Yesterday we studied the word “enemy” and found that it primarily refers to those who oppose, persecute, or hate someone. So what do those words mean, especially hatred? We’ve already done a study on love, so perhaps now we be a good time to discuss its opposite.
The Hebrew word translated “hate” is sane; the Greek word is miseo. Since both refer to the same idea, we will look at them together. First, however, we should make an important distinction. Just like people confuse disliking someone with being their enemy, people often confuse anger with hatred. When someone opposes us, it is natural to have ill-feelings towards them. Likewise, when we hate something or someone, anger is a naturally accompanying emotion. Anger, however, is not hatred, and hatred is not anger. If it were, then every time we became angry at a loved one we would have to admit that we actually hated them, which obviously is not the case.
Hatred is actually the lack of love (love, if you remember, is the desire to for the best interests of another). Love unites. Love brings together (1 Cor. 13). Hatred, then, is an aversion to a person or thing. Hatred sees something as undesirable and as ought to be shunned. Hatred divides.
We can further distinguish between two kinds of hatred, what we may call “cold” and “hot” hate. “Hot hatred” is that with which we are most familiar. It is an aversion that is accompanied by strong negative emotions. People often hate one another in this regard, and this is the idea the NT condemns when it says that to hate someone is to be a murder (Matt. 5:21-22; 1 John 3:15). On the other hand, Christians are called upon to hate sin, just as God does (Rom. 12:9). In fact, it is our hatred of sin that will often keep us from it! (cf. Ps. 36:1-3)
“Cold hate” is an emotionless aversion and may be more clearly understood as disinterest. To “hate” someone or something in this regard is to consider it so unimportant that it is unworthy of your interest; that is, you have absolutely no desire to consider it. In this sense, people are said to hate God (although they do so in the other sense as well), a sad fact which as terrible consequences (Ex. 20:5; Rom. 1:30). In this sense, to ignore people in need is to hate them in this way.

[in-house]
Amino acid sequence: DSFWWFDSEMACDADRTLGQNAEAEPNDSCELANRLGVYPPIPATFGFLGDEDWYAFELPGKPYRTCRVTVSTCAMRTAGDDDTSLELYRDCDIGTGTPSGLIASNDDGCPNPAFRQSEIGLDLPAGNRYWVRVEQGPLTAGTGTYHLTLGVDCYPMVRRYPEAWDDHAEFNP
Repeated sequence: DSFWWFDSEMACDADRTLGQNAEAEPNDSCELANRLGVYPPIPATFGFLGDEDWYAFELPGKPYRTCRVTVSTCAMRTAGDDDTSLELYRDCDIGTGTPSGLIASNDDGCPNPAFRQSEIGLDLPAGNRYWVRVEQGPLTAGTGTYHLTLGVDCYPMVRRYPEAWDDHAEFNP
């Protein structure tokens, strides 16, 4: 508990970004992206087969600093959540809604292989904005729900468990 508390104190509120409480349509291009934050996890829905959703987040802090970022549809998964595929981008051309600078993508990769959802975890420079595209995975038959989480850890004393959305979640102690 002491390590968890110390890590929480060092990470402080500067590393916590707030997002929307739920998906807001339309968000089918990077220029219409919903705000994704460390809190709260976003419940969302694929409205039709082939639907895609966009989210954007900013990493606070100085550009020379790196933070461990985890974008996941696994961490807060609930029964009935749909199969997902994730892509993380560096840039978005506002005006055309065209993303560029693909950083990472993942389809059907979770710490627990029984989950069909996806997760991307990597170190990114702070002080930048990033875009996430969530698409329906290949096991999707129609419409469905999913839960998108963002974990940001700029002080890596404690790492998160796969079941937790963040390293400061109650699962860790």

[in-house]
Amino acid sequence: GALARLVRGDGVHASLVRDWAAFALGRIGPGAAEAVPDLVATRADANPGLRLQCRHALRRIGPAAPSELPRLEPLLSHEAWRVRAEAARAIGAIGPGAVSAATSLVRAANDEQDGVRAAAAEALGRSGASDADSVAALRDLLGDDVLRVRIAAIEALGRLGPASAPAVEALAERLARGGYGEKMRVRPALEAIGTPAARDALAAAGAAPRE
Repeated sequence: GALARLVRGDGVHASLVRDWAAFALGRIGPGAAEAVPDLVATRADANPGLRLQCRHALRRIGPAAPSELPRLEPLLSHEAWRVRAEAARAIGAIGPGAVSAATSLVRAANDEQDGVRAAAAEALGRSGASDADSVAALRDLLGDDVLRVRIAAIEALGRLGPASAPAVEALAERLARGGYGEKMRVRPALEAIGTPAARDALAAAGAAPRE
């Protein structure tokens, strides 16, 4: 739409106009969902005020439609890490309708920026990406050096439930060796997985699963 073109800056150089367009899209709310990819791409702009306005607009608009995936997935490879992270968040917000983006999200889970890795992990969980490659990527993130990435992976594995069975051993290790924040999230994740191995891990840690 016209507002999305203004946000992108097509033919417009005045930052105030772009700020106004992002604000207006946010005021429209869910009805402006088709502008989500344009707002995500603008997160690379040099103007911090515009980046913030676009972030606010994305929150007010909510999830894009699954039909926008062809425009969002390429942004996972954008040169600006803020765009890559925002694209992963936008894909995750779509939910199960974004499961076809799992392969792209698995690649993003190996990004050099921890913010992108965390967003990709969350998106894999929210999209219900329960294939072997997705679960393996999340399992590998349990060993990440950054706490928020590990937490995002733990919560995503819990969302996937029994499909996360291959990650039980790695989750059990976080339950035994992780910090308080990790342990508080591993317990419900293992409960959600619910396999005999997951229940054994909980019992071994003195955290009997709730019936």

In addition to these literal meanings, the Bible also uses the word in a figurative sense of “love less.” Thus, Jesus says that we are to hate our father and mother and even our own lives (Luke 14:26). The idea is that, compared to our love for God, all other considerations are so secondary that that simply don’t matter to a degree that they could be considered hated. The point is clear: God comes first! Another example is found in Romans 9:13, which says that God loved Jacob but hated Esau. The idea is that God chose Jacob before he was born to carry the Abrahamic blessing but rejected Esau for it.
Hatred, then, is neither good or evil in and of itself. Like love, the important question is the object. To hate people is wrong. To hate sin is good. We are capable of being angry without falling into hatred, just as God does with us. Anger rooted in love is righteous anger; anger rooted in hate is murder. Understood properly, love and hate, properly understood, help us properly define all of our relationships and ultimately will lead to a more fulfilling, and fulfilled, Christian life.